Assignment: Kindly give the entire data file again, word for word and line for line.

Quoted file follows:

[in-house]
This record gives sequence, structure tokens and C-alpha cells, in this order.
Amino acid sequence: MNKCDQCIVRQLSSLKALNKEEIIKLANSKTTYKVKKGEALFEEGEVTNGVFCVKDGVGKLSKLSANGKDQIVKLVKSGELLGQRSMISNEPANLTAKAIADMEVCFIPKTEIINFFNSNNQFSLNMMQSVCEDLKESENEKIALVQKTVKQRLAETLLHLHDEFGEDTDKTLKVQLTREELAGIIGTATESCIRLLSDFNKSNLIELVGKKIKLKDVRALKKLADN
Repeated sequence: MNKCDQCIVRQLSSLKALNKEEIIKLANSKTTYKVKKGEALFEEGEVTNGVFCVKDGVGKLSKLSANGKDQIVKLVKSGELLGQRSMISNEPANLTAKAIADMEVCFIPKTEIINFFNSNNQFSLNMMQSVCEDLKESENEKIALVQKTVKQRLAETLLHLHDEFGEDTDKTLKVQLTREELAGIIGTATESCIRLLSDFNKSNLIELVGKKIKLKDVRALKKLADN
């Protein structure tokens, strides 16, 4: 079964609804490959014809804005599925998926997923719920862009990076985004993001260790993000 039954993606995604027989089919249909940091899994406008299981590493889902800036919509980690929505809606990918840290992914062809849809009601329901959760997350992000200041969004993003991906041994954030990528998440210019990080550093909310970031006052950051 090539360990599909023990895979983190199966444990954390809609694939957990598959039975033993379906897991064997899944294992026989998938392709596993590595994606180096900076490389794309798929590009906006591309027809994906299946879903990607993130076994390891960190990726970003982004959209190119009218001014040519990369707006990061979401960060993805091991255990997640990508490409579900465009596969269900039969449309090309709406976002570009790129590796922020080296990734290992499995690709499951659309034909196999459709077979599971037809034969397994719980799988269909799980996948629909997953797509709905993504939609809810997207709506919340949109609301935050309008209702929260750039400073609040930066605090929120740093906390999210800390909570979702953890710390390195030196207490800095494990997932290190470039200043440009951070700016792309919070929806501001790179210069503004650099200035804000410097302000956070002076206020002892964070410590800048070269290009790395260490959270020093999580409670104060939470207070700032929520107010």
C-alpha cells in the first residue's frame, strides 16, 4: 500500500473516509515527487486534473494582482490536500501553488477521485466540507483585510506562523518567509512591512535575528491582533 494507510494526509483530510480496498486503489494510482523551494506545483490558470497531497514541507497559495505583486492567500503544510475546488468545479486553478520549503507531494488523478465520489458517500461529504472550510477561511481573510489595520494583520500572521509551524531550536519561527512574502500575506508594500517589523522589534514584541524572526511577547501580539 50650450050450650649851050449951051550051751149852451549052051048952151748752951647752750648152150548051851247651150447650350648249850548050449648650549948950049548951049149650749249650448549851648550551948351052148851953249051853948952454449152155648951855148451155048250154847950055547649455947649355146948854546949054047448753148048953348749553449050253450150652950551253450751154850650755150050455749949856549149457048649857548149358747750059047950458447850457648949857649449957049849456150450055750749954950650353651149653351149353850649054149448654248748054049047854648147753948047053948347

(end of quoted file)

[in-house]
This record gives sequence, structure tokens and C-alpha cells, in this order.
Amino acid sequence: MNKCDQCIVRQLSSLKALNKEEIIKLANSKTTYKVKKGEALFEEGEVTNGVFCVKDGVGKLSKLSANGKDQIVKLVKSGELLGQRSMISNEPANLTAKAIADMEVCFIPKTEIINFFNSNNQFSLNMMQSVCEDLKESENEKIALVQKTVKQRLAETLLHLHDEFGEDTDKTLKVQLTREELAGIIGTATESCIRLLSDFNKSNLIELVGKKIKLKDVRALKKLADN
Repeated sequence: MNKCDQCIVRQLSSLKALNKEEIIKLANSKTTYKVKKGEALFEEGEVTNGVFCVKDGVGKLSKLSANGKDQIVKLVKSGELLGQRSMISNEPANLTAKAIADMEVCFIPKTEIINFFNSNNQFSLNMMQSVCEDLKESENEKIALVQKTVKQRLAETLLHLHDEFGEDTDKTLKVQLTREELAGIIGTATESCIRLLSDFNKSNLIELVGKKIKLKDVRALKKLADN
């Protein structure tokens, strides 16, 4: 079964609804490959014809804005599925998926997923719920862009990076985004993001260790993000 039954993606995604027989089919249909940091899994406008299981590493889902800036919509980690929505809606990918840290992914062809849809009601329901959760997350992000200041969004993003991906041994954030990528998440210019990080550093909310970031006052950051 090539360990599909023990895979983190199966444990954390809609694939957990598959039975033993379906897991064997899944294992026989998938392709596993590595994606180096900076490389794309798929590009906006591309027809994906299946879903990607993130076994390891960190990726970003982004959209190119009218001014040519990369707006990061979401960060993805091991255990997640990508490409579900465009596969269900039969449309090309709406976002570009790129590796922020080296990734290992499995690709499951659309034909196999459709077979599971037809034969397994719980799988269909799980996948629909997953797509709905993504939609809810997207709506919340949109609301935050309008209702929260750039400073609040930066605090929120740093906390999210800390909570979702953890710390390195030196207490800095494990997932290190470039200043440009951070700016792309919070929806501001790179210069503004650099200035804000410097302000956070002076206020002892964070410590800048070269290009790395260490959270020093999580409670104060939470207070700032929520107010």
C-alpha cells in the first residue's frame, strides 16, 4: 500500500473516509515527487486534473494582482490536500501553488477521485466540507483585510506562523518567509512591512535575528491582533 494507510494526509483530510480496498486503489494510482523551494506545483490558470497531497514541507497559495505583486492567500503544510475546488468545479486553478520549503507531494488523478465520489458517500461529504472550510477561511481573510489595520494583520500572521509551524531550536519561527512574502500575506508594500517589523522589534514584541524572526511577547501580539 50650450050450650649851050449951051550051751149852451549052051048952151748752951647752750648152150548051851247651150447650350648249850548050449648650549948950049548951049149650749249650448549851648550551948351052148851953249051853948952454449152155648951855148451155048250154847950055547649455947649355146948854546949054047448753148048953348749553449050253450150652950551253450751154850650755150050455749949856549149457048649857548149358747750059047950458447850457648949857649449957049849456150450055750749954950650353651149653351149353850649054149448654248748054049047854648147753948047053948347